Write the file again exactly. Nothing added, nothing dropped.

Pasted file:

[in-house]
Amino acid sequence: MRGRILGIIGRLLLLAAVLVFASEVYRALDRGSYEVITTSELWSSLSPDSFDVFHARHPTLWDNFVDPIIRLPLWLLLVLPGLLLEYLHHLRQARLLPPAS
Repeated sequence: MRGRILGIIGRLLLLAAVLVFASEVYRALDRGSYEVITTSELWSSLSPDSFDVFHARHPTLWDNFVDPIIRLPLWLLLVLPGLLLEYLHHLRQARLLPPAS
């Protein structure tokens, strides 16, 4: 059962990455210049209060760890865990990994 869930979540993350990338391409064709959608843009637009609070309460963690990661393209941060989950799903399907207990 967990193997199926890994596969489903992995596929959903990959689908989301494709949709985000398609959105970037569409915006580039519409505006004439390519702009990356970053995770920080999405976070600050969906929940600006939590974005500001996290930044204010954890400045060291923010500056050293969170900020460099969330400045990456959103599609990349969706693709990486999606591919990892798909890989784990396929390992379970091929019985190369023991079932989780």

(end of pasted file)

[in-house]
Amino acid sequence: MRGRILGIIGRLLLLAAVLVFASEVYRALDRGSYEVITTSELWSSLSPDSFDVFHARHPTLWDNFVDPIIRLPLWLLLVLPGLLLEYLHHLRQARLLPPAS
Repeated sequence: MRGRILGIIGRLLLLAAVLVFASEVYRALDRGSYEVITTSELWSSLSPDSFDVFHARHPTLWDNFVDPIIRLPLWLLLVLPGLLLEYLHHLRQARLLPPAS
């Protein structure tokens, strides 16, 4: 059962990455210049209060760890865990990994 869930979540993350990338391409064709959608843009637009609070309460963690990661393209941060989950799903399907207990 967990193997199926890994596969489903992995596929959903990959689908989301494709949709985000398609959105970037569409915006580039519409505006004439390519702009990356970053995770920080999405976070600050969906929940600006939590974005500001996290930044204010954890400045060291923010500056050293969170900020460099969330400045990456959103599609990349969706693709990486999606591919990892798909890989784990396929390992379970091929019985190369023991079932989780």